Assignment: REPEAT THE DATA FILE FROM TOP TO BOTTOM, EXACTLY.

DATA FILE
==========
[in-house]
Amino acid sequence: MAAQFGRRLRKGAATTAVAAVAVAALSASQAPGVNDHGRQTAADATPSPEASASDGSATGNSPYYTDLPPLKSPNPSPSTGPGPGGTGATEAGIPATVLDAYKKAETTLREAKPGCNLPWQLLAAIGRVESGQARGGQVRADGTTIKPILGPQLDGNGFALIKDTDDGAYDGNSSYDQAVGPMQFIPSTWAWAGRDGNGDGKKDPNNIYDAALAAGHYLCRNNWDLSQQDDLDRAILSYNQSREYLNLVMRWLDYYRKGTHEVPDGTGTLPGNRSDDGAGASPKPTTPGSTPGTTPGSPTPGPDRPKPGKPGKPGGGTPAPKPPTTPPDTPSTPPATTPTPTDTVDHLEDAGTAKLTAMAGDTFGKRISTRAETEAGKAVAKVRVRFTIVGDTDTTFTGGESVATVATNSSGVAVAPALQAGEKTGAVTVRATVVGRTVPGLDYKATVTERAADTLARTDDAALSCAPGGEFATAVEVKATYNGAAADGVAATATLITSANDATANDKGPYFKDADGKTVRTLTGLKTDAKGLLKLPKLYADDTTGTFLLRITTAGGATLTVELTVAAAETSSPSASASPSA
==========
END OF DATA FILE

[in-house]
Amino acid sequence: MAAQFGRRLRKGAATTAVAAVAVAALSASQAPGVNDHGRQTAADATPSPEASASDGSATGNSPYYTDLPPLKSPNPSPSTGPGPGGTGATEAGIPATVLDAYKKAETTLREAKPGCNLPWQLLAAIGRVESGQARGGQVRADGTTIKPILGPQLDGNGFALIKDTDDGAYDGNSSYDQAVGPMQFIPSTWAWAGRDGNGDGKKDPNNIYDAALAAGHYLCRNNWDLSQQDDLDRAILSYNQSREYLNLVMRWLDYYRKGTHEVPDGTGTLPGNRSDDGAGASPKPTTPGSTPGTTPGSPTPGPDRPKPGKPGKPGGGTPAPKPPTTPPDTPSTPPATTPTPTDTVDHLEDAGTAKLTAMAGDTFGKRISTRAETEAGKAVAKVRVRFTIVGDTDTTFTGGESVATVATNSSGVAVAPALQAGEKTGAVTVRATVVGRTVPGLDYKATVTERAADTLARTDDAALSCAPGGEFATAVEVKATYNGAAADGVAATATLITSANDATANDKGPYFKDADGKTVRTLTGLKTDAKGLLKLPKLYADDTTGTFLLRITTAGGATLTVELTVAAAETSSPSASASPSA